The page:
Harvey Brooks was probably about 16 or 17 when Duke met him, and was already working as a musician. Duke was impressed by everything about him. Harvey was flashy, his clothes were sharp, and he even wrote his own music. He was generous about showing Duke piano techniques to play the ragtime style, especially how to coordinate the syncopated parts for the left and right hand. Duke wrote about their meeting: "He was swinging, and he had a tremendous left hand, and when I got home I had a real yearning to play. I hadn't been able to get off the ground before, but after hearing him I said to myself, 'Man, you're just going to have to do it!'"
That was it. When Duke returned home, he started practicing the piano for hours at a stretch. Baseball no longer seemed very important. He sought out and listened to the best ragtime pianists in Washington, D.C. The way these pianists looked — their clothes and their stage manners — caught Duke's attention as much as their music. Duke started to work hard at copying whatever they did, even their eye-catching hand gestures. Local pianists such as Doc Perry, Claude Hopkins, Louis Brown, and Gertie Wells were skilled musicians who could read music and play any style, including classical. Doc Perry, in particular, was generous with his time, and showed Duke the latest tunes and how to achieve certain effects and patterns. He was happy to have such an enthusiastic student.
Yet even as a teenager, Duke could not read music very well. He trained himself to learn tunes by ear and trust his memory. He learned to do what the professionals did, which was to memorize new songs almost instantly, so that he could practice them at home. That's what the musicians called "catching a tune."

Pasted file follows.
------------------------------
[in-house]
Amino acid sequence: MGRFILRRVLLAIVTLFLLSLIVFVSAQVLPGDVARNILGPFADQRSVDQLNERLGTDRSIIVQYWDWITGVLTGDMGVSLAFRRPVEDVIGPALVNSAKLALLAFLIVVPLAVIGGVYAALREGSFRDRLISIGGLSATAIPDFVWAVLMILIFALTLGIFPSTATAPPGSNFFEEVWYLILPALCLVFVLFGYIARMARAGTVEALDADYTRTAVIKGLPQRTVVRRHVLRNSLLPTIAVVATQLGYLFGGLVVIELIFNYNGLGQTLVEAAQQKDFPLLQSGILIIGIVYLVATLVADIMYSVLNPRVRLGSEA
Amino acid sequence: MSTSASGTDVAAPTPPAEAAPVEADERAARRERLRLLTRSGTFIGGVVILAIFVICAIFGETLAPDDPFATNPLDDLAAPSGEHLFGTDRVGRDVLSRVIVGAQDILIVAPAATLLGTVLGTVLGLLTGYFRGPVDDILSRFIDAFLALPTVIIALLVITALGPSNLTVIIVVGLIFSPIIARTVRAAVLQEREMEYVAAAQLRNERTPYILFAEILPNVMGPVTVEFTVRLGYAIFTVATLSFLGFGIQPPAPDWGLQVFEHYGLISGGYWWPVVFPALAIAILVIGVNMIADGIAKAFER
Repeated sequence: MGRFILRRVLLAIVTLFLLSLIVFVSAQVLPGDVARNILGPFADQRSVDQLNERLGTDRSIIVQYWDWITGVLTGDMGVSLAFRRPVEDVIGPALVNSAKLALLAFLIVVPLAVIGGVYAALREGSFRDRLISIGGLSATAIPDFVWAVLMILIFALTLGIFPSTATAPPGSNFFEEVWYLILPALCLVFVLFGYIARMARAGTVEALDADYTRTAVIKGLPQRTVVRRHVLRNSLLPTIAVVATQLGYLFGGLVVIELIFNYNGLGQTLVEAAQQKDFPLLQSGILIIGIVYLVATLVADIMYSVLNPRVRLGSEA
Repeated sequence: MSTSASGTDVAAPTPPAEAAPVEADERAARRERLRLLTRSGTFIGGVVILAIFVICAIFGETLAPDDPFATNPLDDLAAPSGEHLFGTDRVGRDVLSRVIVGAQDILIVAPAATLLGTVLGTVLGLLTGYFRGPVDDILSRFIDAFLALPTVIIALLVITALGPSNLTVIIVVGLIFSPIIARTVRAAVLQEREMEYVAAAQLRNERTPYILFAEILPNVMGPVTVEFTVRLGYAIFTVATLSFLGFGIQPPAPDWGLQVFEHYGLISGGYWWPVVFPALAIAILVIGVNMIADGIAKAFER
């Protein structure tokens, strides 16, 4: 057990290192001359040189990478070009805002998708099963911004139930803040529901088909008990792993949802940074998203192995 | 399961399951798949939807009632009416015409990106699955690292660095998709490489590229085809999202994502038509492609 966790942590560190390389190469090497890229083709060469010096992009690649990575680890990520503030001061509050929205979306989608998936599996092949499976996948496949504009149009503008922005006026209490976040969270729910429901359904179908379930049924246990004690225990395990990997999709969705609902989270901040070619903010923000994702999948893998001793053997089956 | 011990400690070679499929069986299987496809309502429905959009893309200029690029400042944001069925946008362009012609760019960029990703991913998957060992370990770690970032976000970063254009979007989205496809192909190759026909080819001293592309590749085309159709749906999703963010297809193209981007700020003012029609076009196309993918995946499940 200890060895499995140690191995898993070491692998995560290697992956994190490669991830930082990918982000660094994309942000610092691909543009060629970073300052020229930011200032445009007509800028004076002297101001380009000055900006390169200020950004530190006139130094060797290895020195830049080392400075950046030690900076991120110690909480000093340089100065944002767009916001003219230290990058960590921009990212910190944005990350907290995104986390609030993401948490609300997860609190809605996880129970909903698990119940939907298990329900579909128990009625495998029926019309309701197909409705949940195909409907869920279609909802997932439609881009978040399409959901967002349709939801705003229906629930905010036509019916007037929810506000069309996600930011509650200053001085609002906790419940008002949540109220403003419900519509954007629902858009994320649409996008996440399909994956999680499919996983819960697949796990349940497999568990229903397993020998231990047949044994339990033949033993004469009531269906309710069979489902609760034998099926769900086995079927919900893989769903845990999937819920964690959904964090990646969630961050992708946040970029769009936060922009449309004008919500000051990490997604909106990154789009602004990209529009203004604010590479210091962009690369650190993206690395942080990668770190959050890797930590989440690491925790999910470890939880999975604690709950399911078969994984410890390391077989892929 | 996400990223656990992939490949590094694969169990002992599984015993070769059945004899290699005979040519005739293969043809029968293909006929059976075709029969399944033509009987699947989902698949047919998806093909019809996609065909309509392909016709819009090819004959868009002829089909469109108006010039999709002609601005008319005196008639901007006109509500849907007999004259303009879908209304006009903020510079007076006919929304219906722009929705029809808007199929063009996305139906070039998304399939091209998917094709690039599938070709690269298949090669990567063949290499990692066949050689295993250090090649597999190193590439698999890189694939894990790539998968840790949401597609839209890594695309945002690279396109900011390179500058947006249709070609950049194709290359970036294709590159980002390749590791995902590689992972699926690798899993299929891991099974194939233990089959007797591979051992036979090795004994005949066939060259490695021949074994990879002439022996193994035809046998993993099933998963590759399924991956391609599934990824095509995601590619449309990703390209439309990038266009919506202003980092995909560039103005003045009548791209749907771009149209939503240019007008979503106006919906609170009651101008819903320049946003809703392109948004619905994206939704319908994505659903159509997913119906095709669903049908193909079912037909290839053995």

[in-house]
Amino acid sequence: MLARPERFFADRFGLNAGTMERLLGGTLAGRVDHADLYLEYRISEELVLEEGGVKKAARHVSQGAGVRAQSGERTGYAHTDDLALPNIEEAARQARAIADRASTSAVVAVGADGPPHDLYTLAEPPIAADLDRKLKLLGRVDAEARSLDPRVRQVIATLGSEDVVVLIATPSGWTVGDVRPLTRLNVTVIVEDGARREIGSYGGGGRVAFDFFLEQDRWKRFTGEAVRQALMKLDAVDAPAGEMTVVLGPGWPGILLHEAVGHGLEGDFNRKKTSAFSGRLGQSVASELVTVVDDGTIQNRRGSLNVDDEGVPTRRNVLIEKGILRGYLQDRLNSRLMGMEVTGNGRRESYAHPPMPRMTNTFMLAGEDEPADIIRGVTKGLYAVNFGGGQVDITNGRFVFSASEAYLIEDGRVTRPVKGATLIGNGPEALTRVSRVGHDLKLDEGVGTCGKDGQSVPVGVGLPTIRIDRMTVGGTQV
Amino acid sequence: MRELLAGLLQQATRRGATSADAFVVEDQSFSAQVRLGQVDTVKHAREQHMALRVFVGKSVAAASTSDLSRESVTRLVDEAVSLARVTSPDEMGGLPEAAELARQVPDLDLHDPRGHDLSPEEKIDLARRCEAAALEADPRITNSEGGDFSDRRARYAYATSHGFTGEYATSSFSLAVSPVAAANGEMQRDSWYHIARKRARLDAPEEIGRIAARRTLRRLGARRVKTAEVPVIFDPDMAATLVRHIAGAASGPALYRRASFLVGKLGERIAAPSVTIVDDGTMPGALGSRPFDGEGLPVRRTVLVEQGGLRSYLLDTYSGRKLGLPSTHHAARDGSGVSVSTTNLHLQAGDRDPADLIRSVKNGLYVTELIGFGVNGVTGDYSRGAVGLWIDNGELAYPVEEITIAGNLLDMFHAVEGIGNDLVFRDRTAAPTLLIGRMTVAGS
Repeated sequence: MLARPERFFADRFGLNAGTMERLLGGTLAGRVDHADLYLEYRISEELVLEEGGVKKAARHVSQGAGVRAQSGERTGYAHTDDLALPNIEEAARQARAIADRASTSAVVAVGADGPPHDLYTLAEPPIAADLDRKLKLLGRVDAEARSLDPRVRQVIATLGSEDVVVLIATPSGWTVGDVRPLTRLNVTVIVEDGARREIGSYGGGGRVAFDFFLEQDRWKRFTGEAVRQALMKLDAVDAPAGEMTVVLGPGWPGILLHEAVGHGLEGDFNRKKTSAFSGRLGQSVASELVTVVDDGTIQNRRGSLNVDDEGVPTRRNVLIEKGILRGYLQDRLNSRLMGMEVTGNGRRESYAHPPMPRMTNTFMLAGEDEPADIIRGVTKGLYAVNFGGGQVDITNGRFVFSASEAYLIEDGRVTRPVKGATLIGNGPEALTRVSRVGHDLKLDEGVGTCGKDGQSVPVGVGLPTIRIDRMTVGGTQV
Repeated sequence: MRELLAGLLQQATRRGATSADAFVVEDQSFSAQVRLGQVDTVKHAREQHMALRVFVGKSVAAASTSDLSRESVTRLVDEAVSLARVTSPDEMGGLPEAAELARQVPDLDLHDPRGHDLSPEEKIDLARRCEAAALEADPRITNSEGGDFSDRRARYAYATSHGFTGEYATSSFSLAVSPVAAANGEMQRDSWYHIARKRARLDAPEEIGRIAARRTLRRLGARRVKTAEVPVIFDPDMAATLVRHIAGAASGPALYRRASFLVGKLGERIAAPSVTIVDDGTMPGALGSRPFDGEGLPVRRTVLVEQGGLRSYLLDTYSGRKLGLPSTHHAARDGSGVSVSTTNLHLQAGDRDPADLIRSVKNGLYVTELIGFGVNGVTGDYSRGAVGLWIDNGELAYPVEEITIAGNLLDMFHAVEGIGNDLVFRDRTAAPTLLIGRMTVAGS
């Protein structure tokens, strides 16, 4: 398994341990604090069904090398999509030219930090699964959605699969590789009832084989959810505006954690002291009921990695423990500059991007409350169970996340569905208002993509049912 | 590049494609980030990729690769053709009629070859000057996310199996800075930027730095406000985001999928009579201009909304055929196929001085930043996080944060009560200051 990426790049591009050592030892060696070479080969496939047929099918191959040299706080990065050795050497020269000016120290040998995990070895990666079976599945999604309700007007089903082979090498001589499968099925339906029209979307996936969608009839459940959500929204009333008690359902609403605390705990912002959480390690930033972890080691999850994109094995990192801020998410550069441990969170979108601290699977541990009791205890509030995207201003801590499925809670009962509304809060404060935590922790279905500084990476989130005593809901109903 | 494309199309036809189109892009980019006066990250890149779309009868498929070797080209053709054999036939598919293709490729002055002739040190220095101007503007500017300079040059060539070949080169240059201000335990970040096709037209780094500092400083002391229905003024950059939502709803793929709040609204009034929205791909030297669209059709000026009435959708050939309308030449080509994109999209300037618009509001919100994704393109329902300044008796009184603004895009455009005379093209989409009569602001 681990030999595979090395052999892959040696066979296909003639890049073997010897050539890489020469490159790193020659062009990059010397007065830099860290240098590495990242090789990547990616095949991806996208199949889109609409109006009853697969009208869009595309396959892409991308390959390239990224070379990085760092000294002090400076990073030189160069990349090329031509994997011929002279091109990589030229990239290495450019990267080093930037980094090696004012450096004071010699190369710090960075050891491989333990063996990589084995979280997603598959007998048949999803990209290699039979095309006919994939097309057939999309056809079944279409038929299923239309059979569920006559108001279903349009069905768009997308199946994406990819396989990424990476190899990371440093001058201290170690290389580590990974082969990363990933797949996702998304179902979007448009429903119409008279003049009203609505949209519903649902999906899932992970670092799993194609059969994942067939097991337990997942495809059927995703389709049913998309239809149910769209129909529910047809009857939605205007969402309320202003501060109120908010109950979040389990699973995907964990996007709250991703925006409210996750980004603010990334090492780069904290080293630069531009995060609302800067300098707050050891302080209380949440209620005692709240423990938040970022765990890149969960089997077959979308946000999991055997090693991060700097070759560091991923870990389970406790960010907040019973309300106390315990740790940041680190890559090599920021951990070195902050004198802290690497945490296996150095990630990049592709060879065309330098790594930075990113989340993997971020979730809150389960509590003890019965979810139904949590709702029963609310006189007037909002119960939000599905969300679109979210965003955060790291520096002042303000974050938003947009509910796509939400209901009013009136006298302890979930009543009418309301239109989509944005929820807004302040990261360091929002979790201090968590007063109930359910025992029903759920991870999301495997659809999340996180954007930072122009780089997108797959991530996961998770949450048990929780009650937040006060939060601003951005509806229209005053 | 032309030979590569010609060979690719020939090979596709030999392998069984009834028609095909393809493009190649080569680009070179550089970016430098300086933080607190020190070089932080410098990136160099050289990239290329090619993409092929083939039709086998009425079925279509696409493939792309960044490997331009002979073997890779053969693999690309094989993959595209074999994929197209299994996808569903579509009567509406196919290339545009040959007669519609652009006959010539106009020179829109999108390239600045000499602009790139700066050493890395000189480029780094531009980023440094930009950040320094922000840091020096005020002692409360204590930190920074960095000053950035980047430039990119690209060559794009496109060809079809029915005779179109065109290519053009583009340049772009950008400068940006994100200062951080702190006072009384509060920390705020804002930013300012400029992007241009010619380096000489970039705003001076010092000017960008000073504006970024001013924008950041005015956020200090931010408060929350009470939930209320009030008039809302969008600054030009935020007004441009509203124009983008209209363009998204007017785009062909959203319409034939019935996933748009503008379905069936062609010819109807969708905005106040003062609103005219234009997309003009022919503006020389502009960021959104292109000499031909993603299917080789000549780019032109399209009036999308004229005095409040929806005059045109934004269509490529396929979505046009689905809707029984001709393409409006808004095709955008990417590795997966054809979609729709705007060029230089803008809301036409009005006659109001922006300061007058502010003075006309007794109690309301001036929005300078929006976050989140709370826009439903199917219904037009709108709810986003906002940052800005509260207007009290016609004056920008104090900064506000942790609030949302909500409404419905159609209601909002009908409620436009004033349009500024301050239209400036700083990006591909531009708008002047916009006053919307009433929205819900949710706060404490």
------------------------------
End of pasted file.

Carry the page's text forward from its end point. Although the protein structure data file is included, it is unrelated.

The spread of ragtime music went along with a new craze for popular dancing that ragtime inspired. Duke and his friends couldn't help but notice that the girls they knew really liked this trend. As soon as Duke could play well enough to fake his way through some songs, his friends convinced him to play the piano at a party.
Duke immediately became the center of attention. He was a hit with the dancers and the girls and enjoyed all the newfound attention. But his repertoire was still pretty limited. He needed to come up with a lot of new songs to play to get through another party like this first one. While practicing at home, he started trying to modify the tunes he knew so that they seemed like different compositions, and learned the art of "faking it."
"From then on," Duke wrote years later, "I was invited to many parties, where I learned that when you were playing piano there was always a pretty girl standing at the bass end of the piano. I ain't been no athlete since. But if at that time I had ever thought I was learning the piano to make a living, I would never have made it!"CHAPTER 2
THE DUKE AND HIS SERENADERS
"Do I believe I was blessed? Of course I do! In the first place, my mother told me so, many, many times, and when she did it was always quietly, confidently. She was very soft-spoken, and I knew that anything she told me was true. ... So until this day I really don't have any fears, beyond what I might do to hurt or offend someone else."
— Duke Ellington